Micro Abrasive Blasting Safety Best Practices

At the beginning of 2021, safety is on all our minds. In addition to the current pandemic safety protocols, it’s also a good time to consider micro abrasive blasting safety best practices.

Micro abrasive blasting work of all kinds, from preparing jet engine components to cleaning classic car parts for restoration, provides significant benefits. Directing a high velocity stream of abrasive media can be performed with precision, flexibility, and control to complete a variety of difficult tasks. However, employers and workers must remember critical safety best practices when blasting.

3 Abrasive Blasting Safety Best Practices

Abrasive blasting releases dust into the air via abrasive media rebounding from the work surface and particles dislodged from the material being blasted. However, abrasive powders such as crushed glass and metals like manganese and lead cause lung damage or prove to be toxic when inhaled.

In addition to potential respiratory damage, long-term exposure to the noise of the blasting equipment and compressors may result in hearing loss.

To address these hazards, employ three simple precautions to minimize the risks and protect worker health. Choose the right abrasive media, use protective equipment, and properly prepare the work environment.

Use the Safer Abrasive Media when Possible

When choosing the abrasive media for your micro abrasive blasting project, you should look at factors such as size and shape, but also consider that some abrasive media are more toxic than others. Hence, when two blasting media choices will both do the job, choose the safer alternative.

For example, silica sand (crystalline silica) dust can cause respiratory problems, including potentially deadly silicosis. Abrasives such as garnet sand, nickel slag, and glass may also result in lung damage when inhaled. If these abrasives are required to complete the operation, workers should take the necessary precautions.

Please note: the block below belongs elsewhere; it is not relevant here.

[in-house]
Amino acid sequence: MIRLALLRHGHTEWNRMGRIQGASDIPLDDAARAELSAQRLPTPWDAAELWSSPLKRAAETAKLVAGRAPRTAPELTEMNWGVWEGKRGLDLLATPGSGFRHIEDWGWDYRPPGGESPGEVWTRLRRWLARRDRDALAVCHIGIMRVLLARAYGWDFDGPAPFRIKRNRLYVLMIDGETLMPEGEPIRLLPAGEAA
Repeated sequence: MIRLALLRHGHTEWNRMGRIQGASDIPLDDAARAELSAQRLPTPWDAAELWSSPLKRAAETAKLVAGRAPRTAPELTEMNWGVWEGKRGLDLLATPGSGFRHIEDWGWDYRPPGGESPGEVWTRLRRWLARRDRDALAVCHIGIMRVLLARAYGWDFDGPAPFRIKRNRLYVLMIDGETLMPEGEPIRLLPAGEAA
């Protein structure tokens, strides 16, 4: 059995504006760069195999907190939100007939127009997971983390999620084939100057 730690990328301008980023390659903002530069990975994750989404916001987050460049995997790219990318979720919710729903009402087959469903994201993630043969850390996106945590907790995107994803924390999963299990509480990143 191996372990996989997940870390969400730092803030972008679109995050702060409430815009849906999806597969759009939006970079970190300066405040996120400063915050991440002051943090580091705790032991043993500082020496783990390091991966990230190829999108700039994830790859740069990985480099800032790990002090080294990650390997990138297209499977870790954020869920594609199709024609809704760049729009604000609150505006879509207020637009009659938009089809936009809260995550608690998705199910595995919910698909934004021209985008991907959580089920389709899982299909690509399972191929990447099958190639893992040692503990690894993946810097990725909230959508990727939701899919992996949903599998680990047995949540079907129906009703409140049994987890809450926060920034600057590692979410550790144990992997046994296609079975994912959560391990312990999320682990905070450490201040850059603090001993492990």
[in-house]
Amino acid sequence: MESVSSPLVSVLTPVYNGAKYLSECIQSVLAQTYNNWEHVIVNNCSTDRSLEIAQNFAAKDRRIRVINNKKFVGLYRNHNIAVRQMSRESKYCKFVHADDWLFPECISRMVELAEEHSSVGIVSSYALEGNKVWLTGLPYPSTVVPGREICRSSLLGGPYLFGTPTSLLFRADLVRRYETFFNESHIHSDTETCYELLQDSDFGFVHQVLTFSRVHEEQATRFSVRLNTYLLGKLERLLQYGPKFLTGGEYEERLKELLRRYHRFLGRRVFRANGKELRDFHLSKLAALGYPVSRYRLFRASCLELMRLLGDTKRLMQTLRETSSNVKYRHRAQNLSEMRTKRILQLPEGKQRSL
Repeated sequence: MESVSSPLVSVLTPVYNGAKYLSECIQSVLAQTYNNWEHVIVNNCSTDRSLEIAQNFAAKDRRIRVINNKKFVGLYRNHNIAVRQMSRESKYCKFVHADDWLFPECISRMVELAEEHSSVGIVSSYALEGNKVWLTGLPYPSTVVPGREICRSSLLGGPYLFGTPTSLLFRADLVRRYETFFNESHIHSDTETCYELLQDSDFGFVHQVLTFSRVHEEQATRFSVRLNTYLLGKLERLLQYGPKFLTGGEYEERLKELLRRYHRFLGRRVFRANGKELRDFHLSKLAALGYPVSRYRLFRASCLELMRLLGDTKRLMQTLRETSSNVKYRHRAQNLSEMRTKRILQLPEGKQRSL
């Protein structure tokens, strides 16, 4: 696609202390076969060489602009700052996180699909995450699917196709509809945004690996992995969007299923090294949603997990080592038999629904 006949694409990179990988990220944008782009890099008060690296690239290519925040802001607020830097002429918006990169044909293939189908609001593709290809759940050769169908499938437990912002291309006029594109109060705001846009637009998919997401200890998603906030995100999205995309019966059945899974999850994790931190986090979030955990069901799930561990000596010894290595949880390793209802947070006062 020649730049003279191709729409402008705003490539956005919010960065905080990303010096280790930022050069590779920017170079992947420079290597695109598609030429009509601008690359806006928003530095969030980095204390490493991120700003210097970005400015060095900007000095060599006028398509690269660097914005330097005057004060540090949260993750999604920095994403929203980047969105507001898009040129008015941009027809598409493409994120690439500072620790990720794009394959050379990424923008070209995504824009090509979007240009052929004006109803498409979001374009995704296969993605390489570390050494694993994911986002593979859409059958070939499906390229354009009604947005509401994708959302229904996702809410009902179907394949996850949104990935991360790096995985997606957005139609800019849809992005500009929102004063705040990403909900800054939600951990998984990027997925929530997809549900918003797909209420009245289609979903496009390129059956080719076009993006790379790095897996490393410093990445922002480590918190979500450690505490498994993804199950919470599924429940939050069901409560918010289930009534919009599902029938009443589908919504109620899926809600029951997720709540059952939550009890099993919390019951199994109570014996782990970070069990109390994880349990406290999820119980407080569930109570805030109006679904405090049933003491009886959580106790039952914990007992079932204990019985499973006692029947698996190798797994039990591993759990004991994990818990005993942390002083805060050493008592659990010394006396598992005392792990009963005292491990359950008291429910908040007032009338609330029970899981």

Safer, less toxic alternatives include plastic bead media, sodium bicarbonate, and ice. Sodium bicarbonate, for example, may be the best choice because it is both non-hazardous and eco-friendly.

Abrasive Blasting Safety Best Practices

Always Use Protective Equipment

Both wet and dry blasting create potentially hazardous dust. The dust from dry blasting is the most visible hazard. But, contaminants released into the air from wet blasting also pose risks. To minimize the risks of dust as well as the noise created by the equipment, include a few basic items of protective equipment in your safety procedures.

  • Dust Collector. The air contaminants released in the blasting process can be toxic when inhaled. Dust collectors pull blasting waste from the workspace. Clean air passes back through a filter into the blasting cabinet.
  • Respirators. If the operator is not using a blast cabinet, a respirator becomes necessary. Use a loose-fitting respirator that rests on the shoulders for best results. The presence of lead requires an additional level of protection. Most paint respirators fail to provide adequate protection.
  • Blast suit, gloves, and boots. These items protect the skin and ensure that contaminants stay within the blasting area, protecting other workers and family.
  • Ear protection. Investing in quality hearing protection is a must for anyone exposed regularly to the noise created in abrasive blasting situations. Good ear protection devices prevent permanent hearing loss.

Safe Workplace Design

Abrasive Blasting Safety Best PracticesThe third of our abrasive blasting safety best practices is to design a safe work environment. Always use a blast cabinet with a dust collector for smaller jobs. Specially designed blast rooms or physical barriers to isolate contaminated air and contain blasting noise may be necessary to protect other workers on bigger jobs.

Adopt Abrasive Blasting Safety Best Practices

Whether you operate a factory or use micro abrasive blasting in your auto body shop or at home, it pays to focus on abrasive blasting safety best practices. Workers who use the safer abrasives and protective equipment in a well-designed work environment are much less likely to suffer the health and financial impacts of respiratory damage and hearing loss.

Airbrasive offers state-of-the-art blast cabinets and dust collectors, a variety of blasting units, as well as a selection of eco-friendly abrasive powders and filters. For 70 years, Airbrasive has set the standard for micro abrasive blasting equipment and safety. Consult our experts for a custom solution to meet your blasting needs while keeping your operators safe.